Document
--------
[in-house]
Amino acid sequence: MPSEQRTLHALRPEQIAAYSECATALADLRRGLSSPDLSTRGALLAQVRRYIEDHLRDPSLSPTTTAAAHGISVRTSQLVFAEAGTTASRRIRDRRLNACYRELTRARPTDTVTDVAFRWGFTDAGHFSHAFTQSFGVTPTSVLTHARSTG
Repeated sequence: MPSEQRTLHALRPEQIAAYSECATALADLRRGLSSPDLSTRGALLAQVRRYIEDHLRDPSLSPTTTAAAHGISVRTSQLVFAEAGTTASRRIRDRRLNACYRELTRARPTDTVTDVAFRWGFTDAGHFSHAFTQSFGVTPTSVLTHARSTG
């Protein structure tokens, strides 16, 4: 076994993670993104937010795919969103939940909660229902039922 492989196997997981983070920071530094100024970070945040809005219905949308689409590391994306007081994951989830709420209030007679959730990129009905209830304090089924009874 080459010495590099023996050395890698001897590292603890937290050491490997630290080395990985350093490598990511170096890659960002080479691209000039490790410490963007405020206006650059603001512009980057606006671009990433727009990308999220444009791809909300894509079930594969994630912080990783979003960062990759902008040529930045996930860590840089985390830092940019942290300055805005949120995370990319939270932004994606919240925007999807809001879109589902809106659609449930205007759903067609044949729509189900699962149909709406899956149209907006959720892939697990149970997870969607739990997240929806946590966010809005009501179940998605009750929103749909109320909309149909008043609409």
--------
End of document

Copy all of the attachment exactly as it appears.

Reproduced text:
[in-house]
Amino acid sequence: MPSEQRTLHALRPEQIAAYSECATALADLRRGLSSPDLSTRGALLAQVRRYIEDHLRDPSLSPTTTAAAHGISVRTSQLVFAEAGTTASRRIRDRRLNACYRELTRARPTDTVTDVAFRWGFTDAGHFSHAFTQSFGVTPTSVLTHARSTG
Repeated sequence: MPSEQRTLHALRPEQIAAYSECATALADLRRGLSSPDLSTRGALLAQVRRYIEDHLRDPSLSPTTTAAAHGISVRTSQLVFAEAGTTASRRIRDRRLNACYRELTRARPTDTVTDVAFRWGFTDAGHFSHAFTQSFGVTPTSVLTHARSTG
């Protein structure tokens, strides 16, 4: 076994993670993104937010795919969103939940909660229902039922 492989196997997981983070920071530094100024970070945040809005219905949308689409590391994306007081994951989830709420209030007679959730990129009905209830304090089924009874 080459010495590099023996050395890698001897590292603890937290050491490997630290080395990985350093490598990511170096890659960002080479691209000039490790410490963007405020206006650059603001512009980057606006671009990433727009990308999220444009791809909300894509079930594969994630912080990783979003960062990759902008040529930045996930860590840089985390830092940019942290300055805005949120995370990319939270932004994606919240925007999807809001879109589902809106659609449930205007759903067609044949729509189900699962149909709406899956149209907006959720892939697990149970997870969607739990997240929806946590966010809005009501179940998605009750929103749909109320909309149909008043609409």